they say islamic militants tried to stop their advance by destroying the bridge over the tigris river which runs east of the city. the operation is the largest counteroffensive so far by the iraqi government. they plan to move against the islamic state group's biggest stronghold mosul in the north after retaking tikrit. a summit between japan, china and south korea has been proposed in a bid to improve relations. senior diplomats say the meeting between the three countries will be discussed later this month. japan's deputy foreign minister shinsuke sugiyama met with his chinese counterpart liu chingmin and south korea's yu do su. foreign minister and summit meetings between the neighbor's counts have been suspended for the past three years. the countries are preparing to hold a trilateral foreign ministerial meeting next weekend
in seoul. japanese government officials see foreign investment as a key part of their growth strategy. they're taking steps they hope will make overseas investors more bullish on japan. nhk world's ai uchida joins us now from the business desk. so ai tell us what is the plan here? >> well catherine, just a bit of background. ever since prime minister shinzo abe has taken office direct foreign investment actually has been increasing. here is the thing. the people in his administration want it to increase even more. and to go along with that they want officials to play a more active role in encouraging people from other countries to invest in japan. to go along with all that they see improving infrastructure as important too. abe talked about the strategy at a meeting of the council on economic and fiscal policy. >> translator: foreign investment in japan has been on the rise as the country is becoming more attractive to foreign investors. we hope to further promote that trend. >> direct foreign investment in japan last year was about $8.4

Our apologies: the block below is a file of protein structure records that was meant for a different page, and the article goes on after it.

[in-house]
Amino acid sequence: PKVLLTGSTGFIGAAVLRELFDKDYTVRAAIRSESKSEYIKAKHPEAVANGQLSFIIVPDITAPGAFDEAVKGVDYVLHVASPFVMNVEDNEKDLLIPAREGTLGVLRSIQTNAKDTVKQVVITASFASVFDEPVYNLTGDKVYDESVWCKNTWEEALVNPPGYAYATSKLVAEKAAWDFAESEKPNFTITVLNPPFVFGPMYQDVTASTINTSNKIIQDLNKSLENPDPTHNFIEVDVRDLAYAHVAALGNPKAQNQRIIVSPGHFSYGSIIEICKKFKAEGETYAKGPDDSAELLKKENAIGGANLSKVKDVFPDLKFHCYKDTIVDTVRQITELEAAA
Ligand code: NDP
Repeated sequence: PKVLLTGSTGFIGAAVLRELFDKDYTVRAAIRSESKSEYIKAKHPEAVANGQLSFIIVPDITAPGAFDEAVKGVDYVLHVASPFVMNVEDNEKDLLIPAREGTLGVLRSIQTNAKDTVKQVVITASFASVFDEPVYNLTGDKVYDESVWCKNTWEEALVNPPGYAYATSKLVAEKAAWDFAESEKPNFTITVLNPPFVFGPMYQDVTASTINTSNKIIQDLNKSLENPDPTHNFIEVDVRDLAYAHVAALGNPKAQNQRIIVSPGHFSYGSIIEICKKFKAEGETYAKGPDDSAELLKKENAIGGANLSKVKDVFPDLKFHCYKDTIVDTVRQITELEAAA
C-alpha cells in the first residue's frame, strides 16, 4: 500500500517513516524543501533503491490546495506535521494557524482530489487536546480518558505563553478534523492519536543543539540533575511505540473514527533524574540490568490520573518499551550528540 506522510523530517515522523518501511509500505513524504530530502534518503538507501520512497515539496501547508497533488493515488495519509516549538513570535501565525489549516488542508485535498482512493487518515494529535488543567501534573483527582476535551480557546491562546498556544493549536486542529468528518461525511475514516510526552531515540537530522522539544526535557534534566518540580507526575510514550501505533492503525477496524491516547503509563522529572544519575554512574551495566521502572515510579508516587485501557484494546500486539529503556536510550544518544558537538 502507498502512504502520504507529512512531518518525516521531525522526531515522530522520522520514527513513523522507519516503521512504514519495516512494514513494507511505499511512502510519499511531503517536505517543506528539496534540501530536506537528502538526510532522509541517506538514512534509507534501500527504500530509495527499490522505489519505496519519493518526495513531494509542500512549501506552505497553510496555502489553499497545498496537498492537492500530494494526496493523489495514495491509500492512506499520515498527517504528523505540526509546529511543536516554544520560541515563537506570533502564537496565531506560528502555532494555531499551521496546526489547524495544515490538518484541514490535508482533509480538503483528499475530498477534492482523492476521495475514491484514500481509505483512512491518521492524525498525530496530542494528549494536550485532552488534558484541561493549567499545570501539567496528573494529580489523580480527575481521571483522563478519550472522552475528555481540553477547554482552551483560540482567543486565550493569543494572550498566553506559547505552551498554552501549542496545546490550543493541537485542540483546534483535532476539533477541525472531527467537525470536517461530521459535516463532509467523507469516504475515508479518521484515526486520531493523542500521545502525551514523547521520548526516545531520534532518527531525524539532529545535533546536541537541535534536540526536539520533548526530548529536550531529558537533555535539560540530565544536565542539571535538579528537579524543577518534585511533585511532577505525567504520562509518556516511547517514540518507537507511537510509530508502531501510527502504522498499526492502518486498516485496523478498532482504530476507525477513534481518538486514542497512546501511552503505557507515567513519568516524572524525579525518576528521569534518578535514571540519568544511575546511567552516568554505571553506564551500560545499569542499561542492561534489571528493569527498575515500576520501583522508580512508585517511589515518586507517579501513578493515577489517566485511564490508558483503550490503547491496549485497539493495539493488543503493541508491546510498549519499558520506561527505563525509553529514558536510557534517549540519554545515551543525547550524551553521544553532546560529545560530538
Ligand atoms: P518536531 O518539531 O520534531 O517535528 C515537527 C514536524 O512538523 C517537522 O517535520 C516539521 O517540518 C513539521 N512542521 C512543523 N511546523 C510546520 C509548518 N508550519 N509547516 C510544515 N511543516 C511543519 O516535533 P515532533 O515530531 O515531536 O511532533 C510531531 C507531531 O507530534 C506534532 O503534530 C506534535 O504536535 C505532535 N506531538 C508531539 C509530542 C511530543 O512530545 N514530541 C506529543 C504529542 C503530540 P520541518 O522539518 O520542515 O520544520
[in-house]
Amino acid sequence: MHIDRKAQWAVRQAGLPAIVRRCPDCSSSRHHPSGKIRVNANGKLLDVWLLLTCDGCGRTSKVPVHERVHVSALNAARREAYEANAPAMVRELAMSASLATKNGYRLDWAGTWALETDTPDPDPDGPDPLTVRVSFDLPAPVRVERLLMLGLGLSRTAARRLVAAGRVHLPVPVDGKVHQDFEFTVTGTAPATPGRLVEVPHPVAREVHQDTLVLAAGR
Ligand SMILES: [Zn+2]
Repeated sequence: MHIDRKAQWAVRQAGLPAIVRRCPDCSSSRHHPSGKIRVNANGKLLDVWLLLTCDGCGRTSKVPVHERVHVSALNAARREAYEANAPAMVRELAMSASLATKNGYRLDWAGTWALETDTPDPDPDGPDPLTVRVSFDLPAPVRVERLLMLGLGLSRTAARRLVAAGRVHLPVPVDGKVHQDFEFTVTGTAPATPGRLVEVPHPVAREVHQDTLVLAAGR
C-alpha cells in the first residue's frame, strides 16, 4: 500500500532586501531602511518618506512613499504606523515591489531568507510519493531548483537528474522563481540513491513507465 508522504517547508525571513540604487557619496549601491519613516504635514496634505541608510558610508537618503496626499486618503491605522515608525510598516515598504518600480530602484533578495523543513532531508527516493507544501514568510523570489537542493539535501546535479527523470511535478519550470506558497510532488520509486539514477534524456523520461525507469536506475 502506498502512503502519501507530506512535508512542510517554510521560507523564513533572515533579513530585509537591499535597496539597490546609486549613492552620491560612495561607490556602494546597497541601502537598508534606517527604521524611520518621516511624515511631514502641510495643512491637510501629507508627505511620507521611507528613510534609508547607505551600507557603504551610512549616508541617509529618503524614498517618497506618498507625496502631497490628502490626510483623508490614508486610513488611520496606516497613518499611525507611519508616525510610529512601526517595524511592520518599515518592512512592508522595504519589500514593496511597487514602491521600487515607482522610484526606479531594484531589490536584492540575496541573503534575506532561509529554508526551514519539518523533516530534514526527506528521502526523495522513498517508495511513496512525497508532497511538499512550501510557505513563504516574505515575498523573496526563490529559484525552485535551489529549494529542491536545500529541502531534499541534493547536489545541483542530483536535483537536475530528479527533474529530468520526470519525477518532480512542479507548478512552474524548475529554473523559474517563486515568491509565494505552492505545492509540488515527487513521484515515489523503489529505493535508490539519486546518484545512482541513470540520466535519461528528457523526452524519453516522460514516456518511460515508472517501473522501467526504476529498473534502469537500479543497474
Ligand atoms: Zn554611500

billion billion. that's three times what it was in 2013. members of the cabinet and experts will meet as early as next week to discuss how to increase the amount of overseas money invested in the japanese economy. they aim to draw up a package of measures to achieve that goal. they're look at setting up a system where senior officials consult with foreign corporate investors. the package will also likely urge improvements to local airports to make them better able to handle small private planes. officials at japan's agriculture ministry plan to lower their sights when seth a target for the country's ability to feed itself. it would be the first time they've done that. japan currently targets a calorie-based food self-sufficiency rate of 50% by fiscal 2020. the actual level in fiscal 2013 was 39%. so some people want what they say is a more realistic goal.